As a matter of fact the phrase “the system of doctrine” has a definite meaning. The system of doctrine set forth in our Confession of Faith, Testimony, etc., is precisely Calvinism, or the Reformed Faith, in distinction from contrary systems of doctrine which are set forth in other creeds of the post-Reformation era. These contrary systems of doctrine are Lutheranism, Arminianism, Socinianism and Romanism.
Many reformed and Presbyterian bodies use the phrase “system of doctrine” in their ordination vows. The particular branch of Christ’s Church of which I am a minister has as its fourth ordination vow:
Do you believe in and accept the system of doctrine and the manner of worship set forth in the Westminster Confession of Faith, the Larger and Shorter Catechisms, and the Testimony of the Reformed Presbyterian Church, as being agreeable to, and founded upon, the Scriptures?
Since officers vow that they believe and accept the “system of doctrine” then we should know what that means. In volume 1, number 7 of the Blue Banner of Faith and Life, JG Vos was asked that very question:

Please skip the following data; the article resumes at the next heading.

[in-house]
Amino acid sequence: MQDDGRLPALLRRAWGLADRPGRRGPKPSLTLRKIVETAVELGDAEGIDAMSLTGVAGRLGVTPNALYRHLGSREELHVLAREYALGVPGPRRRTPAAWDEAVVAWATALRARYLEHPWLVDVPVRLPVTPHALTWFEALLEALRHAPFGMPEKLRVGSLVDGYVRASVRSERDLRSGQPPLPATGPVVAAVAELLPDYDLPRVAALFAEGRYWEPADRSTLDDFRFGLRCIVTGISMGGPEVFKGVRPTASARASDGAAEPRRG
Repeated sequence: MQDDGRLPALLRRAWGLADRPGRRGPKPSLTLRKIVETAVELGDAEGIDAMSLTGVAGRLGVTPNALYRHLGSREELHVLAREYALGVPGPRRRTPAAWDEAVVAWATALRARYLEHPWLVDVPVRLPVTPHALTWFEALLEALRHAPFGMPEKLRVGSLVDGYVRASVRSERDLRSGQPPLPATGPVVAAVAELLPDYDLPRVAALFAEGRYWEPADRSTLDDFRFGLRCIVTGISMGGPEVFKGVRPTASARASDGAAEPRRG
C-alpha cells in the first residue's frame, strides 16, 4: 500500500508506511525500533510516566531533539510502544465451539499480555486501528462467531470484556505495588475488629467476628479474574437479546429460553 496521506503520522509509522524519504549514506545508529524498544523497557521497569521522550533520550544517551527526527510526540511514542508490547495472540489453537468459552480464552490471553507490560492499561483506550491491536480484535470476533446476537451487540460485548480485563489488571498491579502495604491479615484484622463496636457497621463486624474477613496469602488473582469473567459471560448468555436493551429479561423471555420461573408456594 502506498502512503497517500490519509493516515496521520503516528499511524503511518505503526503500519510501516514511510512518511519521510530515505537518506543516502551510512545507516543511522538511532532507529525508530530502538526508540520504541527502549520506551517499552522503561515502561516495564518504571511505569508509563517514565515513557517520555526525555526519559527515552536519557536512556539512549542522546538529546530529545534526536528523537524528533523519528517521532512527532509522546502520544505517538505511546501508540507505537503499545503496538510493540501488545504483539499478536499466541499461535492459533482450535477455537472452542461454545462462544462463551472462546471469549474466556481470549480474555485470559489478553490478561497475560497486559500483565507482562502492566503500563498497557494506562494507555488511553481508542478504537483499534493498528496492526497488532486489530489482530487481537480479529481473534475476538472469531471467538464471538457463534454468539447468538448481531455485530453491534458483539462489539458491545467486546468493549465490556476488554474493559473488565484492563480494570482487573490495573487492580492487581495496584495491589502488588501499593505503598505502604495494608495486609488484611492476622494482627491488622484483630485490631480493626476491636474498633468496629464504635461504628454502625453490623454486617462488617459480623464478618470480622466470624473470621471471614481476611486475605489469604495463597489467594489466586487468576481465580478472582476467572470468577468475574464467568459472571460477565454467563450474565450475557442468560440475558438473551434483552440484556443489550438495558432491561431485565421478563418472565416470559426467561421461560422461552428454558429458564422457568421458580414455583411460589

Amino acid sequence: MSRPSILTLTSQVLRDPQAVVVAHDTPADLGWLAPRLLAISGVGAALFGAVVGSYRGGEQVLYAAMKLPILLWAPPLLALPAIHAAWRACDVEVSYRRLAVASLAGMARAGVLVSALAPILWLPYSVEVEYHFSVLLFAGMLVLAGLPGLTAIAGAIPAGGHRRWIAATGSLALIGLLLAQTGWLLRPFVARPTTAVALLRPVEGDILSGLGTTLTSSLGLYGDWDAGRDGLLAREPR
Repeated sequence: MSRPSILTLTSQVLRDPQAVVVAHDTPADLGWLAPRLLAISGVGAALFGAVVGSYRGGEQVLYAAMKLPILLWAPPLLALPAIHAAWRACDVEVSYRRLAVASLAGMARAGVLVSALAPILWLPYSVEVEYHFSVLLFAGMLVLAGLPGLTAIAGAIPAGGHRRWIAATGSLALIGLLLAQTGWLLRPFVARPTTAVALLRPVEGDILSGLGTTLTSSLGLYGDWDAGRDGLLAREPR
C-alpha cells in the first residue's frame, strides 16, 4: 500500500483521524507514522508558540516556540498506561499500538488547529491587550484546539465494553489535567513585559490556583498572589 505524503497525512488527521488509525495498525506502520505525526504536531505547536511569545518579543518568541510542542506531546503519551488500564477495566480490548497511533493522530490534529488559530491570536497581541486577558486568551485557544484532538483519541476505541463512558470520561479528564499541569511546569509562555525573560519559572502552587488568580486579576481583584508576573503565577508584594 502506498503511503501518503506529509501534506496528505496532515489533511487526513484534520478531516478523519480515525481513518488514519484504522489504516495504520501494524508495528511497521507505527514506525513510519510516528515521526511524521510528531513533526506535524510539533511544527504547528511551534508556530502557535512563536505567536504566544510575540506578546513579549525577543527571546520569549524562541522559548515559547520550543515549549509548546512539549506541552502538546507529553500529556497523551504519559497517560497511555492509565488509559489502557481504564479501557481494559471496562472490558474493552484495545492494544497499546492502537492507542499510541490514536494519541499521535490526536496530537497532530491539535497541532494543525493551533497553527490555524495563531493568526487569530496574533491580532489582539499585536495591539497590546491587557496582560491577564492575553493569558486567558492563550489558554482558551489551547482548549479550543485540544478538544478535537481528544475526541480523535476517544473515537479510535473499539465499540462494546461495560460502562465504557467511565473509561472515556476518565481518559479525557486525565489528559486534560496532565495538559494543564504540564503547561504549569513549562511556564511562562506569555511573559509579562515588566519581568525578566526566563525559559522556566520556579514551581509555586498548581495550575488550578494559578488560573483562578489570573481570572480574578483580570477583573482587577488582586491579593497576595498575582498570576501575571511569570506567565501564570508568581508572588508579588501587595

Our Queries for Ordination we profess to accept the subordinate standards of the Church, including the Confession of Faith, Catechisms, Testimony, Covenant, etc. Yet The Testimony has been amended from time to time. If we accept it before an amendment is adopted which modifies its meaning in any respect, how can we then also profess to accept it after this change?
Here is part of Dr. Vos’s answer:
In our Terms of Communion we acknowledge that the system of doctrine contained in the subordinate standards is agreeable unto, and founded upon, the Scriptures. In the Queries for Ordination candidates are called upon to state that they “believe in and accept the system of doctrine” set forth in the subordinate standards “as agreeable to, and founded upon, the Scriptures”. The phrase “the system of doctrine” cannot legitimately be understood to mean every detail of doctrine, or every individual proposition, of the subordinate standards….